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The Iowa Wildlife Center has a simple yet complex message -  our natural world is important. WHY? That's up to each and every one of us to contemplate. Whether it's conserving our flora, saving our fauna, or looking deep into ourselves to understand how we fit into this big picture and what we can do to make certain the magic isn't lost.  Let's go on an adventure together and explore our world. OUR big questions? WHY should we save wildlife? WHY is habitat so important? WHY should you care?


Squirrels - They fly. They climb. They burrow.

by Kathy Stelford, licensed wildlife rehabilitator and IWC volunteer


Nature's acrobats. Many backyard bird feeders can attest to this title for the furry visitors who can eat upside down, sideways or even hanging from the limb of a tree.

Squirrels belong to the order "Rodentia," with 1650 species. It is the largest group of living mammals, comprising forty percent of all present-day mammal species. There are three types of squirrels - the ground squirrel, the flying squirrel and the tree squirrel.
The most common tree squirrel in the Central Iowa area is the Eastern Fox Squirrel. Although a few pockets of Eastern Grey Squirrels survive, the larger, more aggressive "fox" usually keeps its' territory free of these intruders.
flyers07 K_Stelford - website.JPG
The Northern or Southern Flying Squirrel are found rarely but do inhabit deep woodlands, usually only seen by people nocturnally, perhaps at their bird feeders. The 13-lined Ground Squirrel is a common resident in the midwest and, along with the Least Chipmunk, lives in dens burrowed underground and hibernates for the winter.

The largest squirrel in the world is the Ratufa, found in southeast Asia and sometimes known as the Indian giant squirrel , it can grow to three feet in length. The smallest squirrel in the world is the African Pygmy found in southeastern Nigeria, Cameroon and Gabon. Its head and body length is only 21/2" long with a tail approximately the same length.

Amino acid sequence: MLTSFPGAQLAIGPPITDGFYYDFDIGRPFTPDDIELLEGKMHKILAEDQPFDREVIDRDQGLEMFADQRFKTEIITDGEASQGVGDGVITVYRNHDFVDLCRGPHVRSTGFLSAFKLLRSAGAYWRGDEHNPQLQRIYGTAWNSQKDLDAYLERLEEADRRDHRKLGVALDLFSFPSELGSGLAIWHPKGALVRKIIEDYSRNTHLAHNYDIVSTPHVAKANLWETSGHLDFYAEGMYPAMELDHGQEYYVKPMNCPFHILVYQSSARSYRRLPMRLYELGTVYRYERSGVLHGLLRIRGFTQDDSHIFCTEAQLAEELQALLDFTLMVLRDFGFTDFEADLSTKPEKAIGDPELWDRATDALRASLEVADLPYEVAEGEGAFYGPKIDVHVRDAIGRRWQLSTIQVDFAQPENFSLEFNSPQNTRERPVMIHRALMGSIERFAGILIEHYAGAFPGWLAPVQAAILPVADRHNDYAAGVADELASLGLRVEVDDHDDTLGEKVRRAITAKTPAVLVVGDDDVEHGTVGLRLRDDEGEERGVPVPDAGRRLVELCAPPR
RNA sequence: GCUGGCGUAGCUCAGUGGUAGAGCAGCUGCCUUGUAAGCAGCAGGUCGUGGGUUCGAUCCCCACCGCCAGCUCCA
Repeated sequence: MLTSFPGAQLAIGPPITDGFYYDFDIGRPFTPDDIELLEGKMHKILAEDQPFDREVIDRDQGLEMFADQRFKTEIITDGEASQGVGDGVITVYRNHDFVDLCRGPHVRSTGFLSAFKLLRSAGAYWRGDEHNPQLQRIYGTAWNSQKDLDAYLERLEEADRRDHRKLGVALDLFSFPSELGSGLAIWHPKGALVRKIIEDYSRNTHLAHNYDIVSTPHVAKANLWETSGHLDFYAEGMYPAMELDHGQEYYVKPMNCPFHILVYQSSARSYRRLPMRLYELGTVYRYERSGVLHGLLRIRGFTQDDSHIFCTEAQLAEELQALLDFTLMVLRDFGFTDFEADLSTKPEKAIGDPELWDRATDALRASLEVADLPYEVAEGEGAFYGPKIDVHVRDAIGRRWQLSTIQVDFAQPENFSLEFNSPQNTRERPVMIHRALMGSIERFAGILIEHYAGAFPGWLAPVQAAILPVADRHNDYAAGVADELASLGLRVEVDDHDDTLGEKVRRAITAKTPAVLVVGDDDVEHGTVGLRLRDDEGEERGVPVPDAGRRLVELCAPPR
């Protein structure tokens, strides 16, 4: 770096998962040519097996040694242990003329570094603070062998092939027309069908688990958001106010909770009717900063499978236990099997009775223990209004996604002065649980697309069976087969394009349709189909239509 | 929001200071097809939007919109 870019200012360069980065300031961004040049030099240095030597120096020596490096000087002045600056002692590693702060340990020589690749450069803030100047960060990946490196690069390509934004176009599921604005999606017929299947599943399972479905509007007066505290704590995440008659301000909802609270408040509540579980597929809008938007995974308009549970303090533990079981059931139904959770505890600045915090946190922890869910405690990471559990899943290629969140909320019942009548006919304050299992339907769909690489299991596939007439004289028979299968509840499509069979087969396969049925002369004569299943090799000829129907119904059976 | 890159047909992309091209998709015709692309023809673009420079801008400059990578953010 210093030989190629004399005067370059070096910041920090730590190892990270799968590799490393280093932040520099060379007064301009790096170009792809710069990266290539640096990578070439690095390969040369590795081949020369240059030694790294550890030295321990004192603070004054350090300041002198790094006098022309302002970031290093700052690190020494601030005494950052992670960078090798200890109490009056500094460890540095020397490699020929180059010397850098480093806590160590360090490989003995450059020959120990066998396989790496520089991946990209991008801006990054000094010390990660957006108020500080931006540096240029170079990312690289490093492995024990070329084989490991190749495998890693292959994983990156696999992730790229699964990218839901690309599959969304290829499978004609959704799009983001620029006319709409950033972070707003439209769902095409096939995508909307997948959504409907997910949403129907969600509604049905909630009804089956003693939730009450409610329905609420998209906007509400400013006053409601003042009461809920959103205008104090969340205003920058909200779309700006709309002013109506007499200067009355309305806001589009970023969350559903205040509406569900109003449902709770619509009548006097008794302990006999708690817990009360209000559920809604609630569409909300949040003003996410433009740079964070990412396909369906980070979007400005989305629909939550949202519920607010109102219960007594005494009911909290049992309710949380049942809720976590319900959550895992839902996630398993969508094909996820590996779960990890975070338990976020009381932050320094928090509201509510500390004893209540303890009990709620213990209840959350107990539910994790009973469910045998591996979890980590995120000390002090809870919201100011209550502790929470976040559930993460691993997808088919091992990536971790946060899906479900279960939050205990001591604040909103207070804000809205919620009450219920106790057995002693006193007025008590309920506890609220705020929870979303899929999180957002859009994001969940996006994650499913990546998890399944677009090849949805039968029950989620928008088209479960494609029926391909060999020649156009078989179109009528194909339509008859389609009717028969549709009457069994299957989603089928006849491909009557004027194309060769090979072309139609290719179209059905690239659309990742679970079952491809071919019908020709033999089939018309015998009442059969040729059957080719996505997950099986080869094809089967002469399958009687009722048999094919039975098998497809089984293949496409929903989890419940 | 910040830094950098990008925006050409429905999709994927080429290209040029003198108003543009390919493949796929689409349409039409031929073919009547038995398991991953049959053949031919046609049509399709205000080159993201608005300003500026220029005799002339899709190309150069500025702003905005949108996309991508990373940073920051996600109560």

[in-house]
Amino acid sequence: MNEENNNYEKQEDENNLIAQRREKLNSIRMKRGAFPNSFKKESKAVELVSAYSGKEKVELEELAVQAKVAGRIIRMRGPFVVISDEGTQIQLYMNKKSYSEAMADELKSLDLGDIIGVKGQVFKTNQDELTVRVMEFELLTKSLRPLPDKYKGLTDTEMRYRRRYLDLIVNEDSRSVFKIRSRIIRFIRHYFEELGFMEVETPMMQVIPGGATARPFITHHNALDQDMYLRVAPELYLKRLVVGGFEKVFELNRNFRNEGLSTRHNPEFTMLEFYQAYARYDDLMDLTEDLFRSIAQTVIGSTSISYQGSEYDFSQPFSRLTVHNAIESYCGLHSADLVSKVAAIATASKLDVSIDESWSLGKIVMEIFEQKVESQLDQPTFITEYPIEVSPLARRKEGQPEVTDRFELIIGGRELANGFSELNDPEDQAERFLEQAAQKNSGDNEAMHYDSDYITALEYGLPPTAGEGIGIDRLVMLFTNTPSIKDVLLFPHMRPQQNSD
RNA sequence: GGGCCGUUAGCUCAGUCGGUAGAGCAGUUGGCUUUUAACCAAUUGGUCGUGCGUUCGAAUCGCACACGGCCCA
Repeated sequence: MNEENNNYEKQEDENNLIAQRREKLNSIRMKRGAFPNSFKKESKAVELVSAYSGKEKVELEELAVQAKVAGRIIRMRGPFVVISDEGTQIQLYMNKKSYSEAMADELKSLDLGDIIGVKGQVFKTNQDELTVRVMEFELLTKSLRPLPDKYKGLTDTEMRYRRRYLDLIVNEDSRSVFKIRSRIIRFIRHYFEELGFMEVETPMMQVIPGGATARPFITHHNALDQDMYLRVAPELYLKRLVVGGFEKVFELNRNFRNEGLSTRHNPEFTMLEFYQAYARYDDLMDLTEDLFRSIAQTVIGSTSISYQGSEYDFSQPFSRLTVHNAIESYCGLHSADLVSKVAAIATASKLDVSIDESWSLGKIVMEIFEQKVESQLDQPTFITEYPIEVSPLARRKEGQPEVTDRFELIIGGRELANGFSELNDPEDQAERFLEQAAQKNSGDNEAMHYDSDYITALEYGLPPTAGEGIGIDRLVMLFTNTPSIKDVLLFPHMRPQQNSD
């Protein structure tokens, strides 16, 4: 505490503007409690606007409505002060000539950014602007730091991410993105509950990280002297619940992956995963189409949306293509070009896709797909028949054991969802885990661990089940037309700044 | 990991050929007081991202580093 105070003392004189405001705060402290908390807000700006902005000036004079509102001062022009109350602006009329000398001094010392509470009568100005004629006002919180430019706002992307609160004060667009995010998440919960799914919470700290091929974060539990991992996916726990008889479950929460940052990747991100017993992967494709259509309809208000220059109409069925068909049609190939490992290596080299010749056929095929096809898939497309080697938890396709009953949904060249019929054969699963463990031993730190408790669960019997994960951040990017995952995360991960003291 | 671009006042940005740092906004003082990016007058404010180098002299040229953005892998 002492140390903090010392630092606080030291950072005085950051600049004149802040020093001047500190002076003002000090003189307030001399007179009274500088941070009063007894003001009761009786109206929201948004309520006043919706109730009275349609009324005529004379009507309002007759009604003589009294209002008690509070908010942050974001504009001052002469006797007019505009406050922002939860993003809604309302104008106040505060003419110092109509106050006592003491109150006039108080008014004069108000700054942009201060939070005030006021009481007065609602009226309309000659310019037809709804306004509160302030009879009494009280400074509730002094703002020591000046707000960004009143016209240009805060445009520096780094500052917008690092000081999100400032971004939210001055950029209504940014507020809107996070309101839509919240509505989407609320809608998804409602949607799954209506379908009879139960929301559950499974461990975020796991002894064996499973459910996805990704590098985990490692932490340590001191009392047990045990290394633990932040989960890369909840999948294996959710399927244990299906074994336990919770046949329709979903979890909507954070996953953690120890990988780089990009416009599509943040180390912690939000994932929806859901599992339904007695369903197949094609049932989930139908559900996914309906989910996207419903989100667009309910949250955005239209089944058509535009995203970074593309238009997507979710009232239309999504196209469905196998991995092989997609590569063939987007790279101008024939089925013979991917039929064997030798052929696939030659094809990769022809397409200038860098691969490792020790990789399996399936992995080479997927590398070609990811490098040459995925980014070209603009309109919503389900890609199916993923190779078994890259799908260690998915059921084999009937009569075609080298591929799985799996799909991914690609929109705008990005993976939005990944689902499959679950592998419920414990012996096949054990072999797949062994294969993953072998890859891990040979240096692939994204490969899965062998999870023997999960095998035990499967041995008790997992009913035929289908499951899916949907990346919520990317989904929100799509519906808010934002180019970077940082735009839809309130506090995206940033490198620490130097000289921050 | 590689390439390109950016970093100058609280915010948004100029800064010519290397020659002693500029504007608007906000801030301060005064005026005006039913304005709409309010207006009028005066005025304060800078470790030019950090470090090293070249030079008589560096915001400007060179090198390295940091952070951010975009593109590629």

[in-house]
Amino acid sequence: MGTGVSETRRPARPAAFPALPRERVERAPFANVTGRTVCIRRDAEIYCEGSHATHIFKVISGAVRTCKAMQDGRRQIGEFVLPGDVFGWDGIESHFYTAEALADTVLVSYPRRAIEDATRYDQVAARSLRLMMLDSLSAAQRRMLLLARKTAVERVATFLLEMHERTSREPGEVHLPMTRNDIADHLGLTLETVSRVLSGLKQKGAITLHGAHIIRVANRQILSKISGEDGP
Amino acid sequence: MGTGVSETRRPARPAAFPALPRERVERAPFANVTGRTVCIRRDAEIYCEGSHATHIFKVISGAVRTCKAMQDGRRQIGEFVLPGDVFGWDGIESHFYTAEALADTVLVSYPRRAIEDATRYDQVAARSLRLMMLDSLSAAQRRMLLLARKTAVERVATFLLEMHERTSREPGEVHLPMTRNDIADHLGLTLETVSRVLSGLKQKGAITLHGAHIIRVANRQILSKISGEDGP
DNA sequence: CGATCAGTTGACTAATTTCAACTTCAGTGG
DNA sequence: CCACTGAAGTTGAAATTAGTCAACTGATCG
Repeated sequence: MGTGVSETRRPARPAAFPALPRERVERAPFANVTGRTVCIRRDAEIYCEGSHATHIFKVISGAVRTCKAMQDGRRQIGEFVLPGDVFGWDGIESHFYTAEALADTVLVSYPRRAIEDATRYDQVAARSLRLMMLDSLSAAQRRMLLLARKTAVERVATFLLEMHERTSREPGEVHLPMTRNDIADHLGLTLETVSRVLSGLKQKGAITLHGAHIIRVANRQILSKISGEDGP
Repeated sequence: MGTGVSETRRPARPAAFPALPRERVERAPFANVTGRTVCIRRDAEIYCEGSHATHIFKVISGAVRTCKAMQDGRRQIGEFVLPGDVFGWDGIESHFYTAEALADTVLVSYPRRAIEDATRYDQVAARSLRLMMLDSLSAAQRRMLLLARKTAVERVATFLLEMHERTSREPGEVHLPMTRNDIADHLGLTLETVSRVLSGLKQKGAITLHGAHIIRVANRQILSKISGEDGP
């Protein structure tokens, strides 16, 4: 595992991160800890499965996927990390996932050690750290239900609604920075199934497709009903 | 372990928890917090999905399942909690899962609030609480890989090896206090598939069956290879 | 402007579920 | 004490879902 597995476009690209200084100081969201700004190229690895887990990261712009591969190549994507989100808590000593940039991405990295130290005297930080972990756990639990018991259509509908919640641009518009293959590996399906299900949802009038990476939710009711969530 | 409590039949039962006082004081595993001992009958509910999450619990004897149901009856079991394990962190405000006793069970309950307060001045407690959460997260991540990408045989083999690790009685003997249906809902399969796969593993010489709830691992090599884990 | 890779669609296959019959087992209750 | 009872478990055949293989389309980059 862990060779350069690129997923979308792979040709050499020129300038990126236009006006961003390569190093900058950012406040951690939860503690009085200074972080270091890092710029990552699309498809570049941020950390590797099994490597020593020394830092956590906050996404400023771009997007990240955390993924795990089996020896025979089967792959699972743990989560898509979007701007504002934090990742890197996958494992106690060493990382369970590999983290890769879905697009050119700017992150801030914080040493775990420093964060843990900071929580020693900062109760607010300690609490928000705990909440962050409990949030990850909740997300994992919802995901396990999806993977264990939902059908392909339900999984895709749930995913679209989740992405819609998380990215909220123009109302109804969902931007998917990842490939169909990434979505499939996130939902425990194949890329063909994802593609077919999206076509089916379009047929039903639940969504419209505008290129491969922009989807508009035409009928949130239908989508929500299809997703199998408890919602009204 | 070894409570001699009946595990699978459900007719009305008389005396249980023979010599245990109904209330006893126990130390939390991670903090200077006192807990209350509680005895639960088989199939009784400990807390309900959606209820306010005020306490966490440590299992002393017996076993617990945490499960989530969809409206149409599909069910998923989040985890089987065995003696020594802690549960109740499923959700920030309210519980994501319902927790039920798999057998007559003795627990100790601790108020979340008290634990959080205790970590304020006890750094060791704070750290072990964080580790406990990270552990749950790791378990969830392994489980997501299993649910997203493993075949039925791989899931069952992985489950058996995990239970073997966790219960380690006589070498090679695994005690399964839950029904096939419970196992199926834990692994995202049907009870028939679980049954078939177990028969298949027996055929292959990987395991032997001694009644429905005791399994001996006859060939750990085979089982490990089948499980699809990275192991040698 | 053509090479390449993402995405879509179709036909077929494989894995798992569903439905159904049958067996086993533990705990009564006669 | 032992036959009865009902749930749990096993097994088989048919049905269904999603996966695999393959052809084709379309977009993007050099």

As I write this, many of the female Fox and Grey Squirrels have already given birth to their spring litters of three or four in March. Last year however, I did receive a baby squirrel the last week of February. They may have another litter in early August.

When born, squirrels are blind, deaf, naked and weigh about one-two ounces. Being unable to see or hear anything gives them no reason to wander out of their nests. That's nature safe guarding her babies. If you find a baby squirrel on the ground at this age there is almost certainly something wrong. They stay in their drey (nest) until about eight weeks old. At about one month, the ear seal begins to open and that is followed shortly by the opening of the eyes. If a squirrel mother has to move her babies during this time, she will carry them by mouth, one at a time. The female raises them by herself.

Spring storms and high winds are the most common reason for babies becoming homeless. Mothers hit by cars or killed by dogs or cats and tree trimming is another probability. Late summer litters also have to face a hunting season that begins in August when the babies are only about a month old - a sure death sentence if their mother is shot.